George Ford orchestrates ‘night to remember’ in England’s opening World Cup win

George Ford orchestrates ‘night to remember’ in England’s opening World Cup win

Steve Borthwick insists England are determined to deliver more triumphant nights at the World Cup after George Ford kicked them to a stunning 27-10 victory over Argentina in Marseille.

England defied the third minute red card shown to Tom Curry for a dangerous challenge to put one foot in the knockout phase at the expense of their closest rivals in Pool D.

Ford emerged as the architect of the Pumas’ death by a thousand cuts by kicking six penalties and three drop-goals, as well as providing the generalship needed to overcome Curry’s absence.

“I’m really pleased for the supporters around that stadium too – they were absolutely magnificent,” head coach Borthwick said.

“There are tens of thousands of England supporters in France and they are going to follow us around and spend a lot of money to do that.

“We want to make sure they have nights to remember and I think they’ll remember this one.

“All the people back home in their living rooms on their sofas and in the pubs, I hope they had a good night. We hope they’ll have another good night against Japan next Sunday.”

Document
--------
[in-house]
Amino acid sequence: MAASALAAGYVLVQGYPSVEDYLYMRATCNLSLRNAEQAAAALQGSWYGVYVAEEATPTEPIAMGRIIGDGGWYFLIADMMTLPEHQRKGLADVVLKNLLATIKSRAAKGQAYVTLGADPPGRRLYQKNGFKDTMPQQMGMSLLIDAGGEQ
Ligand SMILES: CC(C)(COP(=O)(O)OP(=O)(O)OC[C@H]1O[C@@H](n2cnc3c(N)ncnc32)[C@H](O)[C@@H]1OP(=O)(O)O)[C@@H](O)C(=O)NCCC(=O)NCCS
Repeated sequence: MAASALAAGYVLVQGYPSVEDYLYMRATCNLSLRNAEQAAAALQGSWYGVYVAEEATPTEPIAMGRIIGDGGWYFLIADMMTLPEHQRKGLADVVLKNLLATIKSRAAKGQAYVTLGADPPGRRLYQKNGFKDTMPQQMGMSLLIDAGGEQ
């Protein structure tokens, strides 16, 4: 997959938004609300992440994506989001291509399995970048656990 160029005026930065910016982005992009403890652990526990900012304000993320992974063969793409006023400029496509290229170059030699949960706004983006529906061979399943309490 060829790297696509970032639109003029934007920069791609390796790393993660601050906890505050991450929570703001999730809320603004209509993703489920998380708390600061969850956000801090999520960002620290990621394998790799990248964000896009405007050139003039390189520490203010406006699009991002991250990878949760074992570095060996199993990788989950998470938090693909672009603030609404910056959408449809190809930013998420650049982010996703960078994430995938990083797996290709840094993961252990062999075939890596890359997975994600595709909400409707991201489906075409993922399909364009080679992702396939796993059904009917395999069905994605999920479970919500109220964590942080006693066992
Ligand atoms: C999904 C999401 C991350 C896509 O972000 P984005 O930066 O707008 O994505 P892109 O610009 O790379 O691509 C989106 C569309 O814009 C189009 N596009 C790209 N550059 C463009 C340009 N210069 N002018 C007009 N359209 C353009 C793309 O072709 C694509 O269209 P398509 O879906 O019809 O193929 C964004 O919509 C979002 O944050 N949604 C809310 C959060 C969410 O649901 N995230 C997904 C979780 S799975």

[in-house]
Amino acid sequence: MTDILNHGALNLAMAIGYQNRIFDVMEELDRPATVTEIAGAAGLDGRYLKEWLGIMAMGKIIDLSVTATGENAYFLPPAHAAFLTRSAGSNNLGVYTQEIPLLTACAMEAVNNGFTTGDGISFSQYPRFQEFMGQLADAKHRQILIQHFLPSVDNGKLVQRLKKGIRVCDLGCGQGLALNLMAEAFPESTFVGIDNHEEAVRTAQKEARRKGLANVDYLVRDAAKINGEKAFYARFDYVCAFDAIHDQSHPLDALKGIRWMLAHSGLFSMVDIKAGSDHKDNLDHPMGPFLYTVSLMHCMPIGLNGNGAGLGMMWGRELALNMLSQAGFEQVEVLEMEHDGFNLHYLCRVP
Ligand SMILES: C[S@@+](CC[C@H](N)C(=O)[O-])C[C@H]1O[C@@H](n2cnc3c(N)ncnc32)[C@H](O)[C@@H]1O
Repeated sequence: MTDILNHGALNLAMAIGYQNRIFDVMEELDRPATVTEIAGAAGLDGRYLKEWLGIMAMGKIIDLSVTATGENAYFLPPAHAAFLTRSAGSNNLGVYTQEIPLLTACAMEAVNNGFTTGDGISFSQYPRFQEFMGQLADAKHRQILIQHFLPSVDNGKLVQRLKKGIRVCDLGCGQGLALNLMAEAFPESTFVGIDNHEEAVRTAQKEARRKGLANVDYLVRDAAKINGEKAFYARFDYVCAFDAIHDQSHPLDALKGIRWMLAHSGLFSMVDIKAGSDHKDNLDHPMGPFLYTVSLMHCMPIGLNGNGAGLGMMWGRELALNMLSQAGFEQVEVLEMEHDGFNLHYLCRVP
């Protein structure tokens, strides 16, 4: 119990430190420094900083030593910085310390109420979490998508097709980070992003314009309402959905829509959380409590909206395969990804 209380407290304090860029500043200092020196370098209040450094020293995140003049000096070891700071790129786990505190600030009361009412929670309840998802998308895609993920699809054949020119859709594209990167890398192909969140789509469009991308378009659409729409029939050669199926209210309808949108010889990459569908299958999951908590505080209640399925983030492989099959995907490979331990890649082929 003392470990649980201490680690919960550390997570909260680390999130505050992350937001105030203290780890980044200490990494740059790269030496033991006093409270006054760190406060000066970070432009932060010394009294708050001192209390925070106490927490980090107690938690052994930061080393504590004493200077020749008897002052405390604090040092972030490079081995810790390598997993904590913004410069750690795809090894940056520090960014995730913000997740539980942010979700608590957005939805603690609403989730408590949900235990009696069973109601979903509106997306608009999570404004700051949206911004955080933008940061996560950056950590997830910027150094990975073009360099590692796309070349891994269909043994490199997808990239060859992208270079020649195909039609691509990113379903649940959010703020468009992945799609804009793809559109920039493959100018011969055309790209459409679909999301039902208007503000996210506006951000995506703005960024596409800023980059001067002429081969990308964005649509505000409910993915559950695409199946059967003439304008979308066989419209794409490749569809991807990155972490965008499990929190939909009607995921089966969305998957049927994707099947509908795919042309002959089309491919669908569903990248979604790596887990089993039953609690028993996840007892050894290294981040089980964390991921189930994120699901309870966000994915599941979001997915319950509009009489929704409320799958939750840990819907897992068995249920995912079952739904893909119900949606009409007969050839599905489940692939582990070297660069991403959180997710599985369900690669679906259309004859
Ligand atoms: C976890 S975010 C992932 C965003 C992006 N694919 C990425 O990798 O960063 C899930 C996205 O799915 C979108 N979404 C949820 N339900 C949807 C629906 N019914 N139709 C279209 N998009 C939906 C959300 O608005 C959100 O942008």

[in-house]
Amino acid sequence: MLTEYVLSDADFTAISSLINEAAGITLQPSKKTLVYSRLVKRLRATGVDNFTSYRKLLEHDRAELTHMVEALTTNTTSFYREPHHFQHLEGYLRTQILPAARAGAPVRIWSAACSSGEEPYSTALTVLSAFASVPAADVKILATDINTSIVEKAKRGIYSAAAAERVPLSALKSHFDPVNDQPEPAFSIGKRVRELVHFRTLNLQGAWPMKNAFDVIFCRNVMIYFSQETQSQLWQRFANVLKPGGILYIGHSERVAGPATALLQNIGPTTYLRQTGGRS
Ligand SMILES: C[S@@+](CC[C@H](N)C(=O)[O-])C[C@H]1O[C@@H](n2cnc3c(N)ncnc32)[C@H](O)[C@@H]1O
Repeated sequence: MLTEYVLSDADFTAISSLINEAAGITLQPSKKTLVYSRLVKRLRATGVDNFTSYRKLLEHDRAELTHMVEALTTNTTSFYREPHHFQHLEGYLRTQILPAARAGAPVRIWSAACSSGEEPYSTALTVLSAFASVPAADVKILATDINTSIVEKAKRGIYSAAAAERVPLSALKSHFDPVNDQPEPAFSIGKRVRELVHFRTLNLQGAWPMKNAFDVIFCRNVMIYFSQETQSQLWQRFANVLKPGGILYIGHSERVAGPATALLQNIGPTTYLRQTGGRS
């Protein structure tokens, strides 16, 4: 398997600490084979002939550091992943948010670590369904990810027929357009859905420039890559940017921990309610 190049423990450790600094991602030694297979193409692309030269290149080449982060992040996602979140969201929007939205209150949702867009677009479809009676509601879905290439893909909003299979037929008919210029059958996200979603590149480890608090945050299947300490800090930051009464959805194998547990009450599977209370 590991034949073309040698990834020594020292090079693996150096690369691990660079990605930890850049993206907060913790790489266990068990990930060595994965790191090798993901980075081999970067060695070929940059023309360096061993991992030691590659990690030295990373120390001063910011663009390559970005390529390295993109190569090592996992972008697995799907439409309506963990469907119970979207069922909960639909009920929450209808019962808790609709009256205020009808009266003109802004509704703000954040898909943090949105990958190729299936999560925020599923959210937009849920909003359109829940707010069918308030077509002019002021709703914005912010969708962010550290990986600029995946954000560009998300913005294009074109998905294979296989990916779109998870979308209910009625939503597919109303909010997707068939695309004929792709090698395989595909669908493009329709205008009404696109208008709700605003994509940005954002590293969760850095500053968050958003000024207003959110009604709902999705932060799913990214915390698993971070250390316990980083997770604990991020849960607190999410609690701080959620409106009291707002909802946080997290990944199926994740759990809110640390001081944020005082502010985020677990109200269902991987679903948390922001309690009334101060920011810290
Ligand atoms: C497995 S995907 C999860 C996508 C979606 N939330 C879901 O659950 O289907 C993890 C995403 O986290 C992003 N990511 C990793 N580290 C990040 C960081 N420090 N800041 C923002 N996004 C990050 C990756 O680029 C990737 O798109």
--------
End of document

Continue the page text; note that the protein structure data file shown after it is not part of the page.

There were heroes across the field and none more so than Ford, who provided the leadership as England threatened to be engulfed by the crisis presented by a fourth red card in six Tests.

The fightback was given impetus through Ford’s early drop-goals and the Sale fly-half believes they can make a difference over the coming weeks.

“It’s a great weapon for us. We know how important and big drop-goals can be at World Cups,” Ford said.

“Just the way the game unfolded, we went a man down quite early but it was greasy, it was difficult to hold the ball for many phases.

“In our heads we wanted to be clinical in terms of coming away with points when we had good field position. But it’s incredibly hard to attack when they’ve got a lot of numbers in the line.”

Argentina boss Michael Cheika admitted it was a frustrating evening for his Pumas, who were shambolic for most of the match.

“Pretty much everything that could go wrong did go wrong. We let the play get too stop-start. England played the circumstances very well and full credit to them,” Cheika said.

“There was almost no play. There were so many stoppages. The play we did get we didn’t master very well. That was by design by the other team. They did it very well.

“They put us in that corner. We’ll take what we need from it and get on with the next game.”

“The World Cup is not over. We still have work to do to qualify. Our players will take a lot from this experience.”